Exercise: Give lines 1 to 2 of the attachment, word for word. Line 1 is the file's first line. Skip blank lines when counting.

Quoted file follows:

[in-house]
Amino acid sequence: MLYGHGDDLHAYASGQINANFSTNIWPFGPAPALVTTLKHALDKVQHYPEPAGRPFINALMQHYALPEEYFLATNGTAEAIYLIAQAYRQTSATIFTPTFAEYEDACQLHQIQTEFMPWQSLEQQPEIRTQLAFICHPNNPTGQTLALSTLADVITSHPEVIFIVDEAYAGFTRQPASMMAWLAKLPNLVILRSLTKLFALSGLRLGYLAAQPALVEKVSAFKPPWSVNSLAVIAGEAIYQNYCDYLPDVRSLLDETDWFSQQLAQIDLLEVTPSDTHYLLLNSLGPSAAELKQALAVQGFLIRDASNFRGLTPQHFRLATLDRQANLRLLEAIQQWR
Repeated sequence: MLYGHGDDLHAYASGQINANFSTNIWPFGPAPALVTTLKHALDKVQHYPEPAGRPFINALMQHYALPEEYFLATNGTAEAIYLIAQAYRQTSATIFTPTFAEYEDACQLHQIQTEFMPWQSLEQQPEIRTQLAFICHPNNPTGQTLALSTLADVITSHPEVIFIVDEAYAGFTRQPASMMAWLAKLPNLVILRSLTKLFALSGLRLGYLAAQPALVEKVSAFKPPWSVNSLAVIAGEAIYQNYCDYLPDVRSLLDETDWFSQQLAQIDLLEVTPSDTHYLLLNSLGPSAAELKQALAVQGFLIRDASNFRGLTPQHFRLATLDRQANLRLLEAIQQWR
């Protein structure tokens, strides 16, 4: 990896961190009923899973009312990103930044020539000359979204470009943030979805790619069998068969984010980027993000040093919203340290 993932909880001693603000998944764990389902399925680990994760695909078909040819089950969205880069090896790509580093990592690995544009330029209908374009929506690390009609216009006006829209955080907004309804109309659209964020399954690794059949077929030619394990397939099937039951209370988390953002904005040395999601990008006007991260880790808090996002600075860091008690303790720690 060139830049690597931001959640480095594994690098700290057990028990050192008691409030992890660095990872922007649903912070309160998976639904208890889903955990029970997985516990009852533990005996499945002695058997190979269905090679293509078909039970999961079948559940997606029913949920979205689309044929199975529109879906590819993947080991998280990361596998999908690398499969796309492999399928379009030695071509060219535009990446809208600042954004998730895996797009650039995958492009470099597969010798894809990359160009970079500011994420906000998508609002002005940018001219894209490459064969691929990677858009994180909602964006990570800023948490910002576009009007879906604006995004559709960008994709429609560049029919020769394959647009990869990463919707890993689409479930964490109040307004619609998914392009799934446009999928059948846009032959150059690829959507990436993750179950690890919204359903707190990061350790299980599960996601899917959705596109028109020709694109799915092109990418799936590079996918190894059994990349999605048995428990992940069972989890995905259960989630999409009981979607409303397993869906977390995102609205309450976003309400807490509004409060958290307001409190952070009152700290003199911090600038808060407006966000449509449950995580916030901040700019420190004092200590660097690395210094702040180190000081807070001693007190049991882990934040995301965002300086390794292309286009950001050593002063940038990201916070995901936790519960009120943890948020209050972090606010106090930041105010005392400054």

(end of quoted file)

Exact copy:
[in-house]
Amino acid sequence: MLYGHGDDLHAYASGQINANFSTNIWPFGPAPALVTTLKHALDKVQHYPEPAGRPFINALMQHYALPEEYFLATNGTAEAIYLIAQAYRQTSATIFTPTFAEYEDACQLHQIQTEFMPWQSLEQQPEIRTQLAFICHPNNPTGQTLALSTLADVITSHPEVIFIVDEAYAGFTRQPASMMAWLAKLPNLVILRSLTKLFALSGLRLGYLAAQPALVEKVSAFKPPWSVNSLAVIAGEAIYQNYCDYLPDVRSLLDETDWFSQQLAQIDLLEVTPSDTHYLLLNSLGPSAAELKQALAVQGFLIRDASNFRGLTPQHFRLATLDRQANLRLLEAIQQWR